“Hi Wes”, echoed the voice through the faint darkness of the pre-dawn light. A lone female figure gently approached my alpine kitchen, presenting a handful of rice crackers as if making an offer to a deity. “Yuka”, I screamed, stunned beyond belief that I would run into one of my students here, 2400 meters above sea level and hundreds of kilometers from home. We chatted for a few minutes while the rest of her wandervogel club members broke down camp. In the summer you run into a lot of these university mountaineering circles, who usually carry enormous packs and hog most of the sacred camp space by setting up 12-man tents! A few of her fellow club members joined in the conversation before the group chugged like a freight train through the gentle meadows of Kumanodaira. I was headed in the opposite direction, back above the tree line for the rest of the day, but this chance encounter gave me the energy boost I needed and helped keep my mind off the sad state of my scab-encrusted knees.
The first half an hour of tramping was fairly easy going. Once I reached Yakushi-daira, I had my first and only mobile phone coverage of the entire trip. Nowadays with the right smart phone you can get uninterrupted coverage in most of the Japan Alps, but a decade ago your only contact with the outside world was with the mountain hut staff, who had radio contact with their main office in the towns below. I spent a few minutes clearing my inbox of messages, called my roommate to let her know I was safe, and packed up the device just before disappearing into thick cloud. There would be no breathtaking views of Yakushi’s unique landscape. Instead, I’d see that all-too-familiar white background. The ridges of the Alps looks pretty much the same when caked in fog – a repetitive mix of ankle-high brush pine, alpine flora clinging tightly to whatever soil could be grasped between the endless field of burrito-sized rocks. On the summit I met one other hiker armed with an instant camera who offered to snap a summit proof. This photo would come in handy later on the traverse when encountering other hikers inquiring about the weather conditions.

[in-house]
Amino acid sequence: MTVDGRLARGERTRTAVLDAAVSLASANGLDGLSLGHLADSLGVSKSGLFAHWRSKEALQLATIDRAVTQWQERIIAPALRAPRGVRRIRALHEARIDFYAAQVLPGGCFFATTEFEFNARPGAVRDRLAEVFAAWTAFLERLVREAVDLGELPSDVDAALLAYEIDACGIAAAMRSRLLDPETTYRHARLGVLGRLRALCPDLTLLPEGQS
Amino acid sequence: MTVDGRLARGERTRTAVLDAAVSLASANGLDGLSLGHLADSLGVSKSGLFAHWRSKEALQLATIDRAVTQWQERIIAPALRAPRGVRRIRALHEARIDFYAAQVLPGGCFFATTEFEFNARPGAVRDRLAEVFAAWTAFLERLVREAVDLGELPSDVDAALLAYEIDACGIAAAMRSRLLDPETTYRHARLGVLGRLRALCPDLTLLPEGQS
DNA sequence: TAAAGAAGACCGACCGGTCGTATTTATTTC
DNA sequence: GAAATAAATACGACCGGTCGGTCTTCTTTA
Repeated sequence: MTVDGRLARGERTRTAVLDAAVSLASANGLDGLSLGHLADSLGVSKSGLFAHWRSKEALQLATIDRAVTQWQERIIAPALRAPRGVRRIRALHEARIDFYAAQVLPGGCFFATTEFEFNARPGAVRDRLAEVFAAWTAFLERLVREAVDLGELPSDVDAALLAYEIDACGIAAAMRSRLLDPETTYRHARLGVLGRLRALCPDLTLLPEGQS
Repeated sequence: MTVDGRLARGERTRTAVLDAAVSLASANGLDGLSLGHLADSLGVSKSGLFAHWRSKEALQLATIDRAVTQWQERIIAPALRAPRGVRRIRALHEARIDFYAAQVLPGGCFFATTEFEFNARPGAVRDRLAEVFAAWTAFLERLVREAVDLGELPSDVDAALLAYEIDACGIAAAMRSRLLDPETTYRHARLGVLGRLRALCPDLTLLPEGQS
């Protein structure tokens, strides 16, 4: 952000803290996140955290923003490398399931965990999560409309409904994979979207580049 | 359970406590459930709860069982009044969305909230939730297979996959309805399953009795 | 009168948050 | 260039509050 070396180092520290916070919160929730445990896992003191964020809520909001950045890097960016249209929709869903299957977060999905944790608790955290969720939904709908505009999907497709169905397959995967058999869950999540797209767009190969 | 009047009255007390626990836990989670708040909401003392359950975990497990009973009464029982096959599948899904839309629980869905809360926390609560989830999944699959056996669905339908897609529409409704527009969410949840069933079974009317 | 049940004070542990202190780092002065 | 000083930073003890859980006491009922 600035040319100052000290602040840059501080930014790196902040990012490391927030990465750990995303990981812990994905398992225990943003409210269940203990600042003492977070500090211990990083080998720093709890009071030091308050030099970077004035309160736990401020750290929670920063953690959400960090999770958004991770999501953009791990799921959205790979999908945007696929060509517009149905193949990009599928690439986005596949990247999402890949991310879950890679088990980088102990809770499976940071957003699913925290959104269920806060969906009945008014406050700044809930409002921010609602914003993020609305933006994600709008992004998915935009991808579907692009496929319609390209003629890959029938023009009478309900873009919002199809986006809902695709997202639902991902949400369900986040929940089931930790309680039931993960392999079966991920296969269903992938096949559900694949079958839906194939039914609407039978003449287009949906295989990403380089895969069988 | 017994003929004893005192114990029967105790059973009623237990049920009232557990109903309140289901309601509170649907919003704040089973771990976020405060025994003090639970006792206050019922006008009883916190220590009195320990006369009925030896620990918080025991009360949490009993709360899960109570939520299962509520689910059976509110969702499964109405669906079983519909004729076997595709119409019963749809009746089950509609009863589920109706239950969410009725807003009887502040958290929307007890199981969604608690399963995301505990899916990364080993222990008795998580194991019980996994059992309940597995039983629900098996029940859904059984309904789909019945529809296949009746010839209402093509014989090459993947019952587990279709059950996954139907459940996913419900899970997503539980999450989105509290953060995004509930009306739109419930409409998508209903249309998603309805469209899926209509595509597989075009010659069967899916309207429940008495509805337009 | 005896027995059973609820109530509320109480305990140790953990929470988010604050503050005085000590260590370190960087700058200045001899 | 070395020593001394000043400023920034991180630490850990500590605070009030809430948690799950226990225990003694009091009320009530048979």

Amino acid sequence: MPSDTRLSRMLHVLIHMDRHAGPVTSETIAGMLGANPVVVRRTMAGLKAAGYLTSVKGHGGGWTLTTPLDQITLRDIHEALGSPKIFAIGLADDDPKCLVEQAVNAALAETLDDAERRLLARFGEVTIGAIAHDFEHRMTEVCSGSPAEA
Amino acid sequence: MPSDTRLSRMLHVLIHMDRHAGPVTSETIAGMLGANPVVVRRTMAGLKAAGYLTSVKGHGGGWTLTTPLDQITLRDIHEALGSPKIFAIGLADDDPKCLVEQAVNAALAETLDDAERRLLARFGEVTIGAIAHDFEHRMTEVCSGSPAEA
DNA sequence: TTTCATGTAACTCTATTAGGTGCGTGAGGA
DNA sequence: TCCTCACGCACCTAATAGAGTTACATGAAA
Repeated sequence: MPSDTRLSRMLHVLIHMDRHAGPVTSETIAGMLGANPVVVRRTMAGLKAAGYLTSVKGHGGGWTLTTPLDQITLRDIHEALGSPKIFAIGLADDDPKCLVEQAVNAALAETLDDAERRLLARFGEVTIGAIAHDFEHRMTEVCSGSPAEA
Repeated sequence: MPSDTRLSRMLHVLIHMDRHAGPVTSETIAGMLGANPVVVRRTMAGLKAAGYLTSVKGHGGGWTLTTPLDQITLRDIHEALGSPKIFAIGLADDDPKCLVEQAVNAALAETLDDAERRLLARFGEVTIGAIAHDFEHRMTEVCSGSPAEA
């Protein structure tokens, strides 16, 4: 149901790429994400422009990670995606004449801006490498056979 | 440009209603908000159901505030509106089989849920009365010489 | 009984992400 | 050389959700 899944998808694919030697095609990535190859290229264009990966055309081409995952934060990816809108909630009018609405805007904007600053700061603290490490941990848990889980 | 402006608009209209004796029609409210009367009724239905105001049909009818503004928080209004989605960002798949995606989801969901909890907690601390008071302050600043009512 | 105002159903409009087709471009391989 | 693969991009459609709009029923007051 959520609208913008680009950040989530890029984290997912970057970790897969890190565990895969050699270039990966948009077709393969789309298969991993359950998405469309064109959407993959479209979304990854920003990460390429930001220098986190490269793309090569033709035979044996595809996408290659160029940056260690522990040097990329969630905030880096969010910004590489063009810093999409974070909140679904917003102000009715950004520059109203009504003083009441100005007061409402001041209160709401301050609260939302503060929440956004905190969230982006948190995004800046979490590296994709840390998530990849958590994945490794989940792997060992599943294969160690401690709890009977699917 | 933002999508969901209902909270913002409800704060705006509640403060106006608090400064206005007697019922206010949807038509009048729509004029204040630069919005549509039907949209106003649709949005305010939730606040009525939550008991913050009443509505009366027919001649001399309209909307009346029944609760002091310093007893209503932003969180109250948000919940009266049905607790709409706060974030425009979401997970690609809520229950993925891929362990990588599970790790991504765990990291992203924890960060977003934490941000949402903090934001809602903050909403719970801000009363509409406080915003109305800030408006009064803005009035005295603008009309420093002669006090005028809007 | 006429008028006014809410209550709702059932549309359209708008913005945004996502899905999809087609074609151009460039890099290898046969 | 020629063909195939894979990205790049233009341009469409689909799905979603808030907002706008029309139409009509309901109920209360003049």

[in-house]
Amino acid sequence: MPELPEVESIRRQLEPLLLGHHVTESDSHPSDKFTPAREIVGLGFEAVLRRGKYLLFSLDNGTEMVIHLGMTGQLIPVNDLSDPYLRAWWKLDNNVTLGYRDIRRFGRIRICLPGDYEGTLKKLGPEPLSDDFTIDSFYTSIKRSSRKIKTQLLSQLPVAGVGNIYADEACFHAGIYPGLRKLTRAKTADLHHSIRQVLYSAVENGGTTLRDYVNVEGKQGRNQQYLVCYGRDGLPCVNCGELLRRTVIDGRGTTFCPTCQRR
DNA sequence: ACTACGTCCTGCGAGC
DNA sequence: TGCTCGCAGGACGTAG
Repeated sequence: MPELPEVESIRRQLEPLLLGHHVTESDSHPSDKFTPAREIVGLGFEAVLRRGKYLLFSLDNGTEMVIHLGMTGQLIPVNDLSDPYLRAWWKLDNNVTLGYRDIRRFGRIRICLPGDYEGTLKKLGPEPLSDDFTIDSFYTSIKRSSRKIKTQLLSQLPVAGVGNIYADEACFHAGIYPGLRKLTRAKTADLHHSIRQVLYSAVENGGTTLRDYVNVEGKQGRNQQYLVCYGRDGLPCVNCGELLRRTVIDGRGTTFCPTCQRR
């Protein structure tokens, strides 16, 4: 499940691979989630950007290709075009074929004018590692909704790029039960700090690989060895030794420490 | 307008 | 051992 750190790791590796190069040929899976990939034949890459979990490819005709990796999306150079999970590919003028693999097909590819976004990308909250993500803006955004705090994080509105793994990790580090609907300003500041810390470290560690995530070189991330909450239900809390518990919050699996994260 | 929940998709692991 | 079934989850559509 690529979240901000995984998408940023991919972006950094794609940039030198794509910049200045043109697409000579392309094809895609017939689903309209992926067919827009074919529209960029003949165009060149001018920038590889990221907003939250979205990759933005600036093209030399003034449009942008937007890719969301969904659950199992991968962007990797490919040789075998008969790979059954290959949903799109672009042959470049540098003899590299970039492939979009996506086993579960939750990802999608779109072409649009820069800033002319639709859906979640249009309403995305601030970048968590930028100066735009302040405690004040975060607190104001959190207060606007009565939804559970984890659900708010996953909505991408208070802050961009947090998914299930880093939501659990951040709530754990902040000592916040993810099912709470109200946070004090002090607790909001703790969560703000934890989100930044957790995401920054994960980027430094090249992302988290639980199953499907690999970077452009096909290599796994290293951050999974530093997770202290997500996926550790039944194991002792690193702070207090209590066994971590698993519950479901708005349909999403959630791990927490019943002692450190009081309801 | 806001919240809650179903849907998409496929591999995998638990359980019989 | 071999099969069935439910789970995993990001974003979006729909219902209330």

Somewhere on the ridge between Yakushi and Kita-Yakushi the skies opened up as I scrambled to put on the rain cover. The rain came down in sheets, soaking me to the bone. All I could do was to push on, hoping to drop back down to the tree line before hypothermia set in. “I thought the rainy season was over”, I repeatedly mumbled to myself. Mid-August is generally a time of stable high-pressure that tends to bring favorable climbing conditions to Japan’s loftier peaks. Someone forgot to relay this information to Toyama Prefecture. After a few hours of trance-like slogging, I arrived at Sugo-nokkoshi hut in unexpected sunshine. It was sometime in the early afternoon, and once I’d set up home and cooked a modest meal the second round of rains swept through the campsite. 20 minutes later I popped out of my shelter only to be greeted by a rainbow.
My neighbors in the campground had just completed their first day of alpine trekking. They had started in Tateyama earlier in the day, and with their unbelievably quick pace they’d likely make it to Mt. Yari by the time it would take me to arrive in Murodo. Still, it was comforting to know that my destination was only 1 day away if I really pushed myself. All of that would depend on what nature threw at me the following day. With dreams of sunshine and blue skies I drifted off to sleep, trying to rest up my sore knees for the final push to Tateyama’s sacred abode.